Cleveland, Ohio (PRWEB) August 10, 2012
According to the MIgration Policy Institute, nearly 1.8 million undocumented immigrants are expected to benefit from the Deferred Action program announced by U.S. Secretary of Homeland Security Janet Napolitano on June 15, 2012. This number has more than doubled from the the original number of anticipated eligible individuals, as the federal government announced program guidelines that would include more applicants.
The new immigration policy will provide deferral of deportation and two-year work permits to immigrants who are at least 15 but under 31 years of age, came to the U.S. before their 16th birthday, and resided continuously in the U.S. for at least five years. Additional requirements include: graduated from high school, have a GED, currently in school, or honorably discharged veterans of the Coast Guard or Armed Forces of the United States, and have not been convicted of a felony offense, a significant misdemeanor offense, multiple misdemeanor offenses, or otherwise pose a threat to national security or public safety.
According to research by the Migration Policy Institute, the estimated number of eligible applicants in California and Texas is over 412,000 and 226,000, respectively. In Ohio, a state with few immigrants, it is estimated that over 8,100 individuals are eligible for this program.
Noted Immigration Lawyer Richard Herman, the co-author of critically acclaimed book, "Immigrant, Inc," applauds the U.S. Citizenship and Immigration Service (“USCIS”) for its quick progress in developing a filing procedure and guidelines for the new Deferred Action program.
On August 3, 2012, USCIS issued a written statement and conducted a telephonic conference with stakeholders nationwide to provide more information on the filing process.
Many immigrants and those who work with them are relieved that USCIS is moving forward on the program and providing much-needed information to the anxiously-waiting undocumented community. “This is a key step forward in instilling confidence in the program and in preparing the public for August 15, 2012, the date that individuals can begin filing,” said Richard Herman.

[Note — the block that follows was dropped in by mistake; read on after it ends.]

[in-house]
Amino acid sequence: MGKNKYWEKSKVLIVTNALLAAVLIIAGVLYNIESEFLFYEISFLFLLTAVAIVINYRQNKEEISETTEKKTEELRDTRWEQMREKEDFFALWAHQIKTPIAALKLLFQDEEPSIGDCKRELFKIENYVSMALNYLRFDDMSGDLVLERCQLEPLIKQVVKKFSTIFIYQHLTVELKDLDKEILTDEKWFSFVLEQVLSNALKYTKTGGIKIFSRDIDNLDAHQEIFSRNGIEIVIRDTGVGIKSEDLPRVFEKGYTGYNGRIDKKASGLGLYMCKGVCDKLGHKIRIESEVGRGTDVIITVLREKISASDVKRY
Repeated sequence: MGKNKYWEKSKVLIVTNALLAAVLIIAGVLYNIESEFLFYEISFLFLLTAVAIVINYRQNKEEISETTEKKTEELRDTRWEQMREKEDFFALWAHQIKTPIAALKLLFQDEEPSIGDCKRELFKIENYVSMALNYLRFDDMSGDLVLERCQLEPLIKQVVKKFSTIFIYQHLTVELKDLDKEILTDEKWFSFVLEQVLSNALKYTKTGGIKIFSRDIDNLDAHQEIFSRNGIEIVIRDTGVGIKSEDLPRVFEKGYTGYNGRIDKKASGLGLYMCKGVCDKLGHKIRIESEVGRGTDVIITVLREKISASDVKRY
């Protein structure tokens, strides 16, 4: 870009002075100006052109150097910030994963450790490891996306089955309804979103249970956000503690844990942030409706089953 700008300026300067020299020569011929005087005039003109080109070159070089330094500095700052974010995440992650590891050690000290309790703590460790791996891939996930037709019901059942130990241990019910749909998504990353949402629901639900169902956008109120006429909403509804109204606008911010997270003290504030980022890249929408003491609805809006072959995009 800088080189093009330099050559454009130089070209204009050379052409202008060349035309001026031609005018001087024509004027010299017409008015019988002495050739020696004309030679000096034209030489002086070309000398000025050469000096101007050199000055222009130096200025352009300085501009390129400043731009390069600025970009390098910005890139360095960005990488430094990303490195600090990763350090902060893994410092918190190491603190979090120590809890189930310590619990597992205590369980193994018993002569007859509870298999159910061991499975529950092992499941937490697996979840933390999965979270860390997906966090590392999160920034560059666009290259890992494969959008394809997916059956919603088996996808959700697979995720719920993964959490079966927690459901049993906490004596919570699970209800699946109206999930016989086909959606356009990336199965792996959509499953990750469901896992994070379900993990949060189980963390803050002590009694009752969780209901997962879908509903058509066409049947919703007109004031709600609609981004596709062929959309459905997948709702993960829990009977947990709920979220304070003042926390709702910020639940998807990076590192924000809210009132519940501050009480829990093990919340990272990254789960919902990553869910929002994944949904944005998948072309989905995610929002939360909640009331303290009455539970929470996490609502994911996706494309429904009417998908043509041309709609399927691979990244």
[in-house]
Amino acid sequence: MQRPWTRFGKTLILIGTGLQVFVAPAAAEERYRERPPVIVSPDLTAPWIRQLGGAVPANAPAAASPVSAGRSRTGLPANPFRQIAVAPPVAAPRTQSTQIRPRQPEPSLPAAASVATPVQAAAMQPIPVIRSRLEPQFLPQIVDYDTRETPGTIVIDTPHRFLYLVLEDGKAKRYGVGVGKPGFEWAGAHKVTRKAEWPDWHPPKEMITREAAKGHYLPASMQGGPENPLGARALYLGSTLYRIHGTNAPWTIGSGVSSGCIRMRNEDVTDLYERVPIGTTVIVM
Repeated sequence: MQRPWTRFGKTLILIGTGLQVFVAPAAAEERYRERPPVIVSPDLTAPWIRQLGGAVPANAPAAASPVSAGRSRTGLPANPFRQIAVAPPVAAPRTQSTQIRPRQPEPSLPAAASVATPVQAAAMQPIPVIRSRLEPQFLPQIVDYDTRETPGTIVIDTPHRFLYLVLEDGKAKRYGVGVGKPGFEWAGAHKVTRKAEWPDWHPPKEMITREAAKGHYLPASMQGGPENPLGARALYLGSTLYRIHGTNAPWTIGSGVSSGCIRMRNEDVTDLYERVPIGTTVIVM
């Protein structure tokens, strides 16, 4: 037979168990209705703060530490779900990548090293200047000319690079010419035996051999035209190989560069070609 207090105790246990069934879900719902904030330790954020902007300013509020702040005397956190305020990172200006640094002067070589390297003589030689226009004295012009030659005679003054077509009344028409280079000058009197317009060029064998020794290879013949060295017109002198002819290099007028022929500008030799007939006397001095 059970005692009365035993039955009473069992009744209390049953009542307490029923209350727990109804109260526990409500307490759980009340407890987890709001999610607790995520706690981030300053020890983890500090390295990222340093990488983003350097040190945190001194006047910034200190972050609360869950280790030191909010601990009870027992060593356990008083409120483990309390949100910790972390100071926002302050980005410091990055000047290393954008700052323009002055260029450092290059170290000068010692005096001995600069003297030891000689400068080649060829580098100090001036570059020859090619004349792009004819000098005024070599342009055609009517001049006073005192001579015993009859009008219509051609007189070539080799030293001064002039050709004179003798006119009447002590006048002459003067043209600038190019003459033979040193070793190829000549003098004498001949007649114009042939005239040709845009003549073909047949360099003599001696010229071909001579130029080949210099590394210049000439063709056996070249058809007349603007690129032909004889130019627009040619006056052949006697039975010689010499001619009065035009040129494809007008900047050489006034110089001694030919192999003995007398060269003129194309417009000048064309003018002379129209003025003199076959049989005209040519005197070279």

The new information provided by USCIS includes the following:
- Filing fee for deferred action and work permits will be $465, which is intended to subsidize the costs of administering the program, which could be used by 800,000 applicants, without increasing the fiscal burden on taxpayers. Fee waivers will not be accepted.
- The form used to request deferred action, along with additional information and guidelines, will be available on August 15, 2012 and can be downloaded at that time from the USCIS website. http://www.uscis.gov
- Applicants can begin filing for deferred action and work permits on August 15, 2012, not earlier.
- Information obtained by USCIS during the Deferred Action filing process will not be used for immigration enforcement, unless a criminal, fraud, or national security issue is involved.
- Applicants will be required to submit biometrics and undergo background checks.
- Conviction for driving without a driver’s license will not be a disqualifying offense.
- Applicants will mail their Deferred Action application along with a work permit application to a USCIS Lockbox. Four USCIS Service Centers will be responsible for adjudicating the applications.
- It is anticipated that it will take several months to adjudicate the applications.
Those who have final deportation or removal orders, or are in removal proceedings, or who have never been detected by the government, are eligible to apply based on the above criteria.
Immigration Attorney Richard Herman believes that this is a good opportunity for undocumented immigrants who qualify, but cautions against relying on bad advice, particularly so-called “notaries” who are not licensed to practice immigration law.